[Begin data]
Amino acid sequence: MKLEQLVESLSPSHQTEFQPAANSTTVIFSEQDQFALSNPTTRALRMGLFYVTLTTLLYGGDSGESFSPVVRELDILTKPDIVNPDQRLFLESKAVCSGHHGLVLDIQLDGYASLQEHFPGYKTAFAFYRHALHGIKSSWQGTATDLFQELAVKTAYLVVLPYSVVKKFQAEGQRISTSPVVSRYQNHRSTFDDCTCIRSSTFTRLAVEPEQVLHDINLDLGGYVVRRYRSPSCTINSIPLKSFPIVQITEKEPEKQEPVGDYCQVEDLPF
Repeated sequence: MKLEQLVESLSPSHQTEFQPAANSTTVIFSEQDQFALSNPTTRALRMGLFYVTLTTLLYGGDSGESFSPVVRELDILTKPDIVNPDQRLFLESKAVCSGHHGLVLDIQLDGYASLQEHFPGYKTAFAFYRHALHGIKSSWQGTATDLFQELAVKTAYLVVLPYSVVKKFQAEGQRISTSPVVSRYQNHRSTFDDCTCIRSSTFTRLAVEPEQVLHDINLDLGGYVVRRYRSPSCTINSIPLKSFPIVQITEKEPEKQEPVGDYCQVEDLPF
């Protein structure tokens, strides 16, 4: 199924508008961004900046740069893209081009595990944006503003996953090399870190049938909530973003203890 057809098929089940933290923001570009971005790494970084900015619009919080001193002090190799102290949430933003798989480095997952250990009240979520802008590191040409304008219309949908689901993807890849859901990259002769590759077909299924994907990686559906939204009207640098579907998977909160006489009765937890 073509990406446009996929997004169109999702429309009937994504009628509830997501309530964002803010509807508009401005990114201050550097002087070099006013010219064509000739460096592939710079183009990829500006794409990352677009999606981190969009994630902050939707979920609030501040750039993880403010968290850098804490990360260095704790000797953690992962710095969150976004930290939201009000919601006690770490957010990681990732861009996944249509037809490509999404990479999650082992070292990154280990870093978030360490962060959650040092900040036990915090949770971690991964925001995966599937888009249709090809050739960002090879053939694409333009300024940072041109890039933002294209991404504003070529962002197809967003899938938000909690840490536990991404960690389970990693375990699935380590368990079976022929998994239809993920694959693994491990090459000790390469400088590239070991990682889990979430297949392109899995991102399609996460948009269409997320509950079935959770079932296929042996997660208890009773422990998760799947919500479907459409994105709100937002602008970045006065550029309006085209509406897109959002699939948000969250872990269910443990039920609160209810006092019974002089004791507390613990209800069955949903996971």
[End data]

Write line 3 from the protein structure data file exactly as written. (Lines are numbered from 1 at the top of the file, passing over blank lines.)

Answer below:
């Protein structure tokens, strides 16, 4: 199924508008961004900046740069893209081009595990944006503003996953090399870190049938909530973003203890 057809098929089940933290923001570009971005790494970084900015619009919080001193002090190799102290949430933003798989480095997952250990009240979520802008590191040409304008219309949908689901993807890849859901990259002769590759077909299924994907990686559906939204009207640098579907998977909160006489009765937890 073509990406446009996929997004169109999702429309009937994504009628509830997501309530964002803010509807508009401005990114201050550097002087070099006013010219064509000739460096592939710079183009990829500006794409990352677009999606981190969009994630902050939707979920609030501040750039993880403010968290850098804490990360260095704790000797953690992962710095969150976004930290939201009000919601006690770490957010990681990732861009996944249509037809490509999404990479999650082992070292990154280990870093978030360490962060959650040092900040036990915090949770971690991964925001995966599937888009249709090809050739960002090879053939694409333009300024940072041109890039933002294209991404504003070529962002197809967003899938938000909690840490536990991404960690389970990693375990699935380590368990079976022929998994239809993920694959693994491990090459000790390469400088590239070991990682889990979430297949392109899995991102399609996460948009269409997320509950079935959770079932296929042996997660208890009773422990998760799947919500479907459409994105709100937002602008970045006065550029309006085209509406897109959002699939948000969250872990269910443990039920609160209810006092019974002089004791507390613990209800069955949903996971």